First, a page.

Jacobitism

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Portrait of a Jacobite Lady by Cosmo Alexander, c. 1745.

Jacobitism refers to a monarchist political movement in England, Scotland and Ireland which is loyal to the legitimist line of succession to the thrones of those countries and advocates their restoration. The movement has predessors in the Cavaliers of the Wars of the Three Kingdoms who remained loyal to the Stuart monarchy and the old Tories who supported the rights of the Duke of York; later known as James II; to succeed his brother Charles II, despite being a Catholic convert. It is from James II that the movement takes its name as Jacobus is the Latin form of James. Their emblem is the White Rose of York. White Rose Day is celebrated on 10 June, the anniversary of the birth of the Old Pretender in 1688.

Jacobitism was a response to the deposition of James II and VII in 1688 when he was replaced by his daughter Mary II jointly with her husband and first cousin William of Orange. The Stuarts lived on the European mainland after that, occasionally attempting to regain the throne with the aid of France or Spain. The primary seats of Jacobitism were Ireland and Scotland, particularly the Scottish Highlands. In England, Jacobitism was strongest in the north, and some support also existed in Wales.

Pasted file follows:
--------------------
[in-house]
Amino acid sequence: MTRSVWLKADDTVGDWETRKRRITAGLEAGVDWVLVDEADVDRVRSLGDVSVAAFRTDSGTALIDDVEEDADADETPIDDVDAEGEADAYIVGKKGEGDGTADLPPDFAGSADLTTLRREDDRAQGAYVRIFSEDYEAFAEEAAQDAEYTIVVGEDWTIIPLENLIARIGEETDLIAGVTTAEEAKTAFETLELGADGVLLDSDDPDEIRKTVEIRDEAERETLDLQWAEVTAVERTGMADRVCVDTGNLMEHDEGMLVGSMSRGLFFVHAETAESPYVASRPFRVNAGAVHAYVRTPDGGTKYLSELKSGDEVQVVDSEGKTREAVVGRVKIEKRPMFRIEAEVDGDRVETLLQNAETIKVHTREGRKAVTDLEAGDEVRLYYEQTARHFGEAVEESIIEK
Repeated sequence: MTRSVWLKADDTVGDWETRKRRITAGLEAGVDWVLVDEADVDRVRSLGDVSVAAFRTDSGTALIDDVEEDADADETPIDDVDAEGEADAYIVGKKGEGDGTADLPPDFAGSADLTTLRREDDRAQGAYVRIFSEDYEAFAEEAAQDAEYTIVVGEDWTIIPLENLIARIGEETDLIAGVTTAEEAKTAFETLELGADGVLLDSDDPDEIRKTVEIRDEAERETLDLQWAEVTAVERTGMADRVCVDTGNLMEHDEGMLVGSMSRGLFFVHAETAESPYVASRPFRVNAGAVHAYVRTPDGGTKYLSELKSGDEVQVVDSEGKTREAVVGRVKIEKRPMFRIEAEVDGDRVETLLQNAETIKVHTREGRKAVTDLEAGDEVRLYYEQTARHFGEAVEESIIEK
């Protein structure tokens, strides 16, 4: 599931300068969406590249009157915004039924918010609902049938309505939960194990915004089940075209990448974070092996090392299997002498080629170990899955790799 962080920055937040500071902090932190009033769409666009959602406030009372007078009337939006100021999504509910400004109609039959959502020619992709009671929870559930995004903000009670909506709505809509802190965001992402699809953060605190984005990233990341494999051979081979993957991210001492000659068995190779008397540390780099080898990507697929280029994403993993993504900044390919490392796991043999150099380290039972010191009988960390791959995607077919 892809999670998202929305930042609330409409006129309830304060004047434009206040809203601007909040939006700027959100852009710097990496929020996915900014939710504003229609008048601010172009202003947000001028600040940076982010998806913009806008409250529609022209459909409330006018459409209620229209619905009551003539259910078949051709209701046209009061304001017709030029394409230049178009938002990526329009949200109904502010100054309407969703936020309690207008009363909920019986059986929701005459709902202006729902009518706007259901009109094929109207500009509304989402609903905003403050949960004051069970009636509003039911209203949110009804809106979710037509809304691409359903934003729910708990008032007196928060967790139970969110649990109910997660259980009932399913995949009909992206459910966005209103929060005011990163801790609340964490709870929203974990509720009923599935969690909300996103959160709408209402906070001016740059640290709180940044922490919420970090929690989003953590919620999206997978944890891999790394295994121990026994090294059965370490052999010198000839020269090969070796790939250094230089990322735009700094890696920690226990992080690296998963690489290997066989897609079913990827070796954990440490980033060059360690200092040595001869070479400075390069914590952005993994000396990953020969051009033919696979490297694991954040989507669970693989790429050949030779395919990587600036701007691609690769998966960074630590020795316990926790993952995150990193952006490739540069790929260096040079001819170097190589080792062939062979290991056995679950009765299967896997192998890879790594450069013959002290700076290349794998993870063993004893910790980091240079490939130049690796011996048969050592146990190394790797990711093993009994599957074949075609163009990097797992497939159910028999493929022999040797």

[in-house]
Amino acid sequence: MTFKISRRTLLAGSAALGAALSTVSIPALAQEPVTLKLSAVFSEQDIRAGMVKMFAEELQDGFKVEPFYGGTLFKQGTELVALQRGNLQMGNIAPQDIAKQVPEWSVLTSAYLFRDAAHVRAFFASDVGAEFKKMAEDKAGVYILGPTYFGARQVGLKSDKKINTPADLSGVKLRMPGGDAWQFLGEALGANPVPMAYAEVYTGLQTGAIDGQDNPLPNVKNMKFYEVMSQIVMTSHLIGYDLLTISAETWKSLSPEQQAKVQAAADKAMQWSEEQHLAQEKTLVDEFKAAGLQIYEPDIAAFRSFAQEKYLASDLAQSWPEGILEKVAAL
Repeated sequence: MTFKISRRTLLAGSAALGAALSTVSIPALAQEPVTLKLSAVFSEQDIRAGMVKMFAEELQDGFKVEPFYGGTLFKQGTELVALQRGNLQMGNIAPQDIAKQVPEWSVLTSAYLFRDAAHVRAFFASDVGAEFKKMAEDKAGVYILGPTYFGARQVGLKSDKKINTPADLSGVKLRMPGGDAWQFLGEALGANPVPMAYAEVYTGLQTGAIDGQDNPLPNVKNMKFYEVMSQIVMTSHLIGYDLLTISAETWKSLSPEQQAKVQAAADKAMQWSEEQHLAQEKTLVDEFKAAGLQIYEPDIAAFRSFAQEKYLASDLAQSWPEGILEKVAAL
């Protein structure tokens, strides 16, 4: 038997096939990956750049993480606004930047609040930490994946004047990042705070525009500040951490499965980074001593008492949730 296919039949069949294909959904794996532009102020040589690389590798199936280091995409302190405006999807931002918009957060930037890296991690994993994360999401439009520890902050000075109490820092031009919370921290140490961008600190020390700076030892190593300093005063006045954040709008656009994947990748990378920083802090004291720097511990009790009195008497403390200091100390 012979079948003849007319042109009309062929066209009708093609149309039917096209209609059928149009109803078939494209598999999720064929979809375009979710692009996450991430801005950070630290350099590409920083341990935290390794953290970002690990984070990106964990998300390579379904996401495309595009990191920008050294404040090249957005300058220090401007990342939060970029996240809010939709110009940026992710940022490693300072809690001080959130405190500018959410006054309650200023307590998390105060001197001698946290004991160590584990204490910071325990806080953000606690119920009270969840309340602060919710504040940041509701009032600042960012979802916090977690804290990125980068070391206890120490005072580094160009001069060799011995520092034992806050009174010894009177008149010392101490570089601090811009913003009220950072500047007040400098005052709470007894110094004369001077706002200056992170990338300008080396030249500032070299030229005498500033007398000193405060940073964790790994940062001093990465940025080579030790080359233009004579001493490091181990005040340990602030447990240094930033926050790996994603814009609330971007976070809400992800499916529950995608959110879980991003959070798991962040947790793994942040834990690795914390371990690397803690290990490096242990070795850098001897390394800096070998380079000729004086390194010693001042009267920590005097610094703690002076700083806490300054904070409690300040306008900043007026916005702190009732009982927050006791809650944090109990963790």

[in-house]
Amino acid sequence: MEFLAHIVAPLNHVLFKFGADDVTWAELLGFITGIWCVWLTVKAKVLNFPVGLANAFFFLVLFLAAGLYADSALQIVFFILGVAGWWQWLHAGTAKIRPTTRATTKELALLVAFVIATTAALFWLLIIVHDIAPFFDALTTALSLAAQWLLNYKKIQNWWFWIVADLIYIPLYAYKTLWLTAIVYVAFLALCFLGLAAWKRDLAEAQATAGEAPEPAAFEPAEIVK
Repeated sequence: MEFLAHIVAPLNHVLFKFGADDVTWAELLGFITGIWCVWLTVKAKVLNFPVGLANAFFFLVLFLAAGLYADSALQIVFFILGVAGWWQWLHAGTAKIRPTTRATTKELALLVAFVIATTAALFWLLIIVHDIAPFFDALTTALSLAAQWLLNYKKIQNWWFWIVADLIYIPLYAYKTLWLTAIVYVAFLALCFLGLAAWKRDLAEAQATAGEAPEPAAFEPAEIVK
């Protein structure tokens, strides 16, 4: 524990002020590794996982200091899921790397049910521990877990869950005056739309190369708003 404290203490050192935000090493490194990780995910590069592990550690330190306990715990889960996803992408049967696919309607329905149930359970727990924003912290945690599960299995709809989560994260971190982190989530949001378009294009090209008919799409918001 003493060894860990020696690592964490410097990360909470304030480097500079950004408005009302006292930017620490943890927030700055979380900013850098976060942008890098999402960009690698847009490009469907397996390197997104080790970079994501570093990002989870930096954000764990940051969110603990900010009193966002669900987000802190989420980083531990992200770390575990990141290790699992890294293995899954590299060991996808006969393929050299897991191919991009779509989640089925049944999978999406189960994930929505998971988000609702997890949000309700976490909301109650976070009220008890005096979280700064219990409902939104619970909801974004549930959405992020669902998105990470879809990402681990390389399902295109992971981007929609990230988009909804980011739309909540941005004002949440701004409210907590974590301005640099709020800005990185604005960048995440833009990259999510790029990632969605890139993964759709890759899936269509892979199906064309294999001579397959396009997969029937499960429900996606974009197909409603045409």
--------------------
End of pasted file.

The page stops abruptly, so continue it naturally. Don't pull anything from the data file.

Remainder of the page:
Many embraced Jacobitism because they believed parliamentary interference with monarchical succession to be illegitimate, and many Catholics hoped the Stuarts would end discriminatory laws. Still other people of various allegiances became involved in the military campaigns for all sorts of motives. In Scotland the Jacobite cause became entangled in the last throes of the warrior Gaelic Highland clan system, but its cultural depiction was later usurped by Lowland Scots romantics such as Walter Scott and Robbie Burns, who turned its memory into a dubious non-traditionalist ideology.

See also

Part of this article consists of modified text from Metapedia, page http:en.metapedia.org/wiki/Jacobitism and/or Wikipedia, page http:en.wikipedia.org/wiki/Jacobitism, and the article is therefore licensed under GFDL.